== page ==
Nate Phillips is part of MiraCosta College history.
Phillips this fall enrolled with the inaugural cohort of 23 junior-year students at MiraCosta College’s groundbreaking bachelor’s degree program in Biomanufacturing. MiraCosta is one of just 15 California community colleges selected in a pilot project allowing the campuses to offer a for the first time a bachelor’s degree in an in-demand field.
“I couldn’t be happier,” said Phillips, 32. “This is a profession that is growing exponentially, especially in San Diego County. The market is there. This is the spot for it. It’s a great field to get into and it’s a great program to have at MiraCosta.”
Phillips’ journey to MiraCosta College was hardly a direct route. Phillips grew up in Monterey and for several years after high school was a harbor maintenance worker before running his own company delivering lost luggage to passengers flying into Monterey Regional Airport. Seeking a change, Phillips moved to San Diego, played in a band and worked at a handful of what he called dead-end jobs before the girlfriend who would become his wife urged him to return to school and find a better future.
For Phillips, who was living in Poway at the time, Miramar College was the closest option. “I took a general education course in biology and really liked it, then took a biotechnology course and absolutely loved it,” he said. His growing interest in biotech led Phillips to an internship through the Bridges to the Stem Cell Research Program, which is funded by the California Institute for Regenerative Medicine. The program, based at Cal State San Marcos, is operated in partnership with MiraCosta and Miramar colleges and places students in a 12-month paid internship at host laboratories throughout the region.
Phillips landed at The Scripps Research Institute during the one-year program that paid a $30,000 stipend and provided 24 community college course credits.
“I learned so much in that lab,” said Phillips, whose work as a research assistant entailed isolating lymphocytes from the pancreas of diabetic mice and characterizing them to try to figure out why they attack the beta cells, which ultimately, destroys the body’s ability to produce insulin.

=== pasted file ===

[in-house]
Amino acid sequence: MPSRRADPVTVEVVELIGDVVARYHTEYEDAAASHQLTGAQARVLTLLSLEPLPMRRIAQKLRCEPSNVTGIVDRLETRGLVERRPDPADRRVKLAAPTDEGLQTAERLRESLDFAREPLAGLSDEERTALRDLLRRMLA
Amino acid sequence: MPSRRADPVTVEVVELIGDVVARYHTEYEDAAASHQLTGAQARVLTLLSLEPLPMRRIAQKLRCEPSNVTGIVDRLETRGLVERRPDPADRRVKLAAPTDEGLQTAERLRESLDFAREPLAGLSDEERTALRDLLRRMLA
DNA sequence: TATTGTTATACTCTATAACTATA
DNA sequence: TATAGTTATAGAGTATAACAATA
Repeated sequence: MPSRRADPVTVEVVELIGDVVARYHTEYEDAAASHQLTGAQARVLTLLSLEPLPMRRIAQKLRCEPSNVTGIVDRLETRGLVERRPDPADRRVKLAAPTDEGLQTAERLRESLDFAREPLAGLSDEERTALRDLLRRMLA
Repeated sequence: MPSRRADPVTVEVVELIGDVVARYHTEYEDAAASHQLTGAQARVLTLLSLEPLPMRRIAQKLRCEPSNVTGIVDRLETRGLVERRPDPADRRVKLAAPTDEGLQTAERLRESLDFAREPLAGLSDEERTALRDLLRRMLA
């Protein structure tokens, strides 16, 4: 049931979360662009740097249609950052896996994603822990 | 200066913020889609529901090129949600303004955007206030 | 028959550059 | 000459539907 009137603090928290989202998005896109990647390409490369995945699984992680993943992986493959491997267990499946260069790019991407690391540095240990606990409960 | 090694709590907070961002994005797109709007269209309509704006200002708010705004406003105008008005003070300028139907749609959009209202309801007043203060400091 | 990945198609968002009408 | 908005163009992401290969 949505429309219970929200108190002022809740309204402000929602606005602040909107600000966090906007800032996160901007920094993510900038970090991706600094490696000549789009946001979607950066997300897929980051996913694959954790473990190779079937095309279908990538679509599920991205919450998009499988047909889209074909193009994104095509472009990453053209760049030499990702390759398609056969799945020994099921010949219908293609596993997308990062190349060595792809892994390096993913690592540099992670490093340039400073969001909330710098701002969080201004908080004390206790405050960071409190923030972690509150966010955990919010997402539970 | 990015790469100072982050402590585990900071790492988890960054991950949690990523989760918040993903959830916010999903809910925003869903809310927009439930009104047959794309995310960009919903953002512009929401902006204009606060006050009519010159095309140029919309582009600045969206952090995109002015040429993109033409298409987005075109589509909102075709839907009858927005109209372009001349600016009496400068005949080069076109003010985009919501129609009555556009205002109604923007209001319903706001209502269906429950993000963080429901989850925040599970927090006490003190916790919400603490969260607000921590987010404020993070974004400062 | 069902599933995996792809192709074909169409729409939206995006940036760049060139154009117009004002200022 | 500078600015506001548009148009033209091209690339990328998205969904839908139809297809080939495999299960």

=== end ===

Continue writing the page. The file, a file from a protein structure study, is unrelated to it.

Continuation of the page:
Phillips had found his future. After he and his wife bought a house in Oceanside, MiraCosta College was an obvious choice for continuing his education. He earned an associate degree in biotechnology research and development in 2016 while at the same time working as a lab assistant at the Salk Institute for Biological Studies.
The timing couldn’t have been better. MiraCosta in 2015 was one of 15 colleges that secured the green light from the California Community Colleges’ Board of Governors to host a pilot bachelor’s degree program in career technical fields for the first time in history. Already a leader in biotechnology and life science programming, MiraCosta College was supported by an array of North County biotech firms in its effort to launch a baccalaureate program in biomanufacturing for a fraction of the price it would cost at a university.
“The new four-year degree program at MiraCosta College is an outstanding, timely, and welcome addition to the life science community,” said Joe Panetta, president and CEO of Biocom, the Life Science Association of California. “Biomanufacturing is a critical need in our industry, so congratulations to the MiraCosta College leadership team for their foresight in introducing a tremendously affordable program for students. The life science industry employs nearly 50,000 people and generates $34 billion in annual economic activity in San Diego County alone. Having a home-grown workforce is essential to the future growth of this high-wage sector, so we look forward to providing our support to the faculty and students in the program.”
Although Phillips already has an associate degree and several years of experience at what are among the leading biotech companies in the world, he said earning a bachelor’s degree in biomanufacturing will expand his expertise and his earning power. His long-term goals include a master’s degree and leading a product development team at a renown biotech firm.
MiraCosta College was a big no-duh.
“It wasn’t a difficult choice,” he said. “They have an established biotechnology program, I’m familiar with the school, you can’t beat the cost and the facilities here are awesome. They’ve got it all.”
His courses this fall: Biomanufacturing Process Sciences; Advanced Topics in Quality Assurance and Regulatory Affairs; and Design of Biomanufacturing Facilities, Critical Utilities, Process, and Equipment. Among those in his cohort is a veteran who is using his GI Bill to fund his quest and a single mother who completed her certificate-level coursework at Cuyamaca several years ago.
Lower-division courses in the four-year program are just $46 per unit, and they cost an additional $84 a unit for upper division classes. Securing a degree is expected to cost a total of about $10,000, not including books, materials and fees for health services, parking and the student center.
“We are delighted to see the launch of MiraCosta's new biomanufacturing program,” said Don R. Fitzgerald, vice president and general manager at Genentech’s Oceanside Product Operations. “We applaud their commitment to STEM education and the opportunity that the College is providing for local students to explore the exciting field of biotechnology.”